The sharpness of the chisel represents the disciples edge. How do we as a church help you to keep your edge?

The journey God has been on for much longer than we have, spelled out in the big story of scripture. Does our journey as a church align with the big story of Scripture? God is always looking for a people who will honour him above all, who have been rescued by him and will change the world for him. Save us and save the world in the process. In this respect the Church has never existed for itself. So what is next? So what are we going to focus on this year and for a while to come? Whether you are a new Christian, growing or mature in your faith there are three consistent things that people want from their church: • Help in developing their relationship with Jesus Christ. • Understanding the Bible in greater depth. • Consistent modelling and reinforcement of how to grow spiritually. • Challenge to take the next step on their faith journey. These results were found when 250,000 people were surveyed across 1,000 diverse churches of different denominations, sizes and locations—these four desires were consistently the top four. Much of this places the emphasis on the discipleship— missional continuum.

So what does this mean for Karori Anglican Churches? To help us get to grips with this, here are three items: A whistle, vanilla ice-cream and a sharp chisel.

A Whistle The Church as Coach. People want the church to be their coach so that they can grow in their faith and stretch themselves in how they serve God, to be equipped so we can do it ourselves. This has lead to us planning some ‘Coaching Sundays’ which we will run quarterly. The first of which is on 24th June. We will do church differently that Sunday with break off workshops on different topics (see further information in this edition of Connect.) I have come to a conclusion. As long as Sundays remain unaffected by what we say the priorities, are these priorities will be seen as optional extras. When we start changing what we do on a Sunday—for example, people know that we are serious about serving our community when we changed the way we did our 5th Sundays. The advantage of having Coaching Sundays is that it also takes seriously the many pressures that people live with. 11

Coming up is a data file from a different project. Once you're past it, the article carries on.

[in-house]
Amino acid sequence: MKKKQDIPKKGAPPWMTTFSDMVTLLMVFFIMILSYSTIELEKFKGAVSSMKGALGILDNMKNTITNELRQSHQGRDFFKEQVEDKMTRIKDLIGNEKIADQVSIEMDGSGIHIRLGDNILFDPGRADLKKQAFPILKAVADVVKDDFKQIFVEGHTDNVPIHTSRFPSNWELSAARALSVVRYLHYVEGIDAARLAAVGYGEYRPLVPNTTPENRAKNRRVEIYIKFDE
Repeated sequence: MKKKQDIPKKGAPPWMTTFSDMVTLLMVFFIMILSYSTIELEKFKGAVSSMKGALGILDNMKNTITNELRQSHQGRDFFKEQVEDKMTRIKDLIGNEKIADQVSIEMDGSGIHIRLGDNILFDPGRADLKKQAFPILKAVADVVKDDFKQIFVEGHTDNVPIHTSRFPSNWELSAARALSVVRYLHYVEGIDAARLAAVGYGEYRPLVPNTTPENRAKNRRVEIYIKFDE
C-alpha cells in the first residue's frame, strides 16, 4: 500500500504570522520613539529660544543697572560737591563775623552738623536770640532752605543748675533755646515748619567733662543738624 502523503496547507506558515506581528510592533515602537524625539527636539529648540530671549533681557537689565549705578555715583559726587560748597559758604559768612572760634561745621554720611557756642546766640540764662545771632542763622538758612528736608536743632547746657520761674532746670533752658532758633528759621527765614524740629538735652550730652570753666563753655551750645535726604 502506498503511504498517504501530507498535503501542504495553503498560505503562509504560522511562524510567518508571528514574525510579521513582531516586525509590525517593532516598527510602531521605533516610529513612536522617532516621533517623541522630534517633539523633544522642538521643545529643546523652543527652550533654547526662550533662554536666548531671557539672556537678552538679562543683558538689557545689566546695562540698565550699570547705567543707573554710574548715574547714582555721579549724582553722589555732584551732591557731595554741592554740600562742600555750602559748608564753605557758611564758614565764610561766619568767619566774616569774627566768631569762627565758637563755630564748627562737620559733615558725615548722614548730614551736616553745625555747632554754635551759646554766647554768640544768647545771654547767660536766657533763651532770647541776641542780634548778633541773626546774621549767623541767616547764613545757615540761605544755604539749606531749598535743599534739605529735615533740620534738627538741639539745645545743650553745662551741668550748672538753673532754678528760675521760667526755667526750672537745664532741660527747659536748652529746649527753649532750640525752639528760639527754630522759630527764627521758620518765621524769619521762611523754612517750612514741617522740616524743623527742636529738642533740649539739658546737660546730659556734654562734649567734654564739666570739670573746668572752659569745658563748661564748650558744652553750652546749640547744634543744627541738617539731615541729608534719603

Coaching Sunday

Piano Fundraising update Funds raised to date (by the end of April) $14863.94 To be added to this is the $18K from Vestry, provided we get to a total of $40K (including the $18K) by October. Some wonderful upcoming fund raising events will include Devonshire Teas, a Midwinter Christmas Party, a Vintage Bus Tour, a Fish and Chip movie evening, a Car boot sale, a Cake Stall (now booked for 30 June) and Sausage Sizzles. Piano keys are still available for purchase (see Scott or Tom Snaddon), as are ticktets for the quilt raffle. 13

ANZAC memories & High Tea


By Robyn McLay


Connect Magazine Issue 3  
Connect Magazine Issue 3